A little while ago, the NASA Perseverance Rover no Mars posted a nice Twitter photo:
Zen gardens, or karesansui (枯山水) meaning “dry mountain and water” or “dry landscape”, have been a part of Japanese aesthetics since at least the 10th century, when it was borrowed from Song-Dynasty Chinese garden trends. Contrary to popular belief they are not always associated with Zen-Buddhist temples either. However, karesansui really took off during the famous Higashiyama Period centered around the failed military shogun, but artistic genius, Ashikaga Yoshimasa. Because Rinzai-sect Zen temples were very prominent in the capitol at the time (e.g. the so-called “Five Mountains system“), the influence of Ashikaga Yoshimasa, his employment of extremely talented artists, and his patronage of these temples produced a unique aesthetic that is still very popular in the world.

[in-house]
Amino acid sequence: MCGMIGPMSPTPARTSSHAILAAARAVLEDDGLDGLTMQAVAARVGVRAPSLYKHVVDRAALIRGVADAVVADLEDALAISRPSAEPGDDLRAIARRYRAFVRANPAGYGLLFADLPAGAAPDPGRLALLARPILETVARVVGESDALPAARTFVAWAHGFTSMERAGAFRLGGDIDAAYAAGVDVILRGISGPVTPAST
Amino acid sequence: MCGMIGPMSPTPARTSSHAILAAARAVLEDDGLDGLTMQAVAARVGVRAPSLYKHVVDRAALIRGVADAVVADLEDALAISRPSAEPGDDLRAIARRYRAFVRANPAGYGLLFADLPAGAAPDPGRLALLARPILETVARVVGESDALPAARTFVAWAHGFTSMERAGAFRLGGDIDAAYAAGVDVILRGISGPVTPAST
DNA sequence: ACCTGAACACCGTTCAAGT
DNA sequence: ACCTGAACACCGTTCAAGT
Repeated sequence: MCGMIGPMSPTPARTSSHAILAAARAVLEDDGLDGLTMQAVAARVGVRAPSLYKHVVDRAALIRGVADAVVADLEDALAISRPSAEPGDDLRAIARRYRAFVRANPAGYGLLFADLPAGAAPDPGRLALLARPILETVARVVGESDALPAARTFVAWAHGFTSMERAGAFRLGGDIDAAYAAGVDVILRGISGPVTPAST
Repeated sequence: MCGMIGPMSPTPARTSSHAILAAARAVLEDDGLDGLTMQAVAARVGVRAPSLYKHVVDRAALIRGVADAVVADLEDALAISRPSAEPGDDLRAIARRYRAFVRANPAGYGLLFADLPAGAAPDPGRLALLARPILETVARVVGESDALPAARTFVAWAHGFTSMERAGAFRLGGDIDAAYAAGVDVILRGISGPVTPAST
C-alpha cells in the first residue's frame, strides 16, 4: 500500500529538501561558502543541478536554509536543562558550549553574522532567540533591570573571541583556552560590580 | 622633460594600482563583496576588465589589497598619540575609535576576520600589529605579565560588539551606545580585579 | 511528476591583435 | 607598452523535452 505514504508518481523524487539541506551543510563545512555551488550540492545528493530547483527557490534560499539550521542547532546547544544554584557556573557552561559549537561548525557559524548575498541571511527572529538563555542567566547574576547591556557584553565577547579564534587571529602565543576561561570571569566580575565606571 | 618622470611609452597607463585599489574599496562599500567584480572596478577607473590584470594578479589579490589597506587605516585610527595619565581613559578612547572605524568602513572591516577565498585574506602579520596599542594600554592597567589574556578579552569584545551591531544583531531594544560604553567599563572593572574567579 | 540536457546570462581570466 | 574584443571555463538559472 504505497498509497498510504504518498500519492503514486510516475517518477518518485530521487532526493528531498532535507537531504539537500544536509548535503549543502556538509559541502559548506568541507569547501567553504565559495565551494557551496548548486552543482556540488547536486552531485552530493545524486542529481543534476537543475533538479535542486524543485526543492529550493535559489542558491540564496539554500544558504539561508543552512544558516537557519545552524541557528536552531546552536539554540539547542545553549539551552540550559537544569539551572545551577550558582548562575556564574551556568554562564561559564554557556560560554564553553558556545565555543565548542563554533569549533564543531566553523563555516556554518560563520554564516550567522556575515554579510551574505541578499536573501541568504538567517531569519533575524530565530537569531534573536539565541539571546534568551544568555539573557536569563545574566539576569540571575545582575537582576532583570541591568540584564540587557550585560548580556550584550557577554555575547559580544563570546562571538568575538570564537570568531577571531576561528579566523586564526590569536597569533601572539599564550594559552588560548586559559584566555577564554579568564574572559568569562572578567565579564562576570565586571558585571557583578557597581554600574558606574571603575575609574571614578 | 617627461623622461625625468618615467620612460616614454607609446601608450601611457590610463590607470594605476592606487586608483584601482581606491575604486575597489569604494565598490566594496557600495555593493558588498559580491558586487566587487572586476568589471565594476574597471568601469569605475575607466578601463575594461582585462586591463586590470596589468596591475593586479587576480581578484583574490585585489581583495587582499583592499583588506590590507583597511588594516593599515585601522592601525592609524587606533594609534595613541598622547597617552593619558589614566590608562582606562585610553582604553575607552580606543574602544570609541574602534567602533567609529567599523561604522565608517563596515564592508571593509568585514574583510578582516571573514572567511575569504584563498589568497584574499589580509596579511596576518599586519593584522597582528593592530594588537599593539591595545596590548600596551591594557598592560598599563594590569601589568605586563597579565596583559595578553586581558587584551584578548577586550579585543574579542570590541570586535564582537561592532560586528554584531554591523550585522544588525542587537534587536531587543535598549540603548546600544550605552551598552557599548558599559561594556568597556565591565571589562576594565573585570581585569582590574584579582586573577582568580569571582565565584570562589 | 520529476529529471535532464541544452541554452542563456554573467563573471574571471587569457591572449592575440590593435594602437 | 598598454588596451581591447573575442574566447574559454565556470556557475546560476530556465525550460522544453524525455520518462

The classic example is Ryoanji Temple, but also Ashikaga Yoshimasa’s own retreat, the Silver Pavilion (later converted into another Rinzai Zen temple, Ginkaku-ji):
What makes karesansui sand gardens so fascinating I suppose is the way that it captures a macrocosm landscape into a smaller, more epitomized version. I’ve always been fascinating by the Chinese ink landscape paintings and in the same vein, sand gardens capture that same quiet, timeless aesthetic. I haven’t personally seen one since my kids were very little, but they really do make a lasting impression.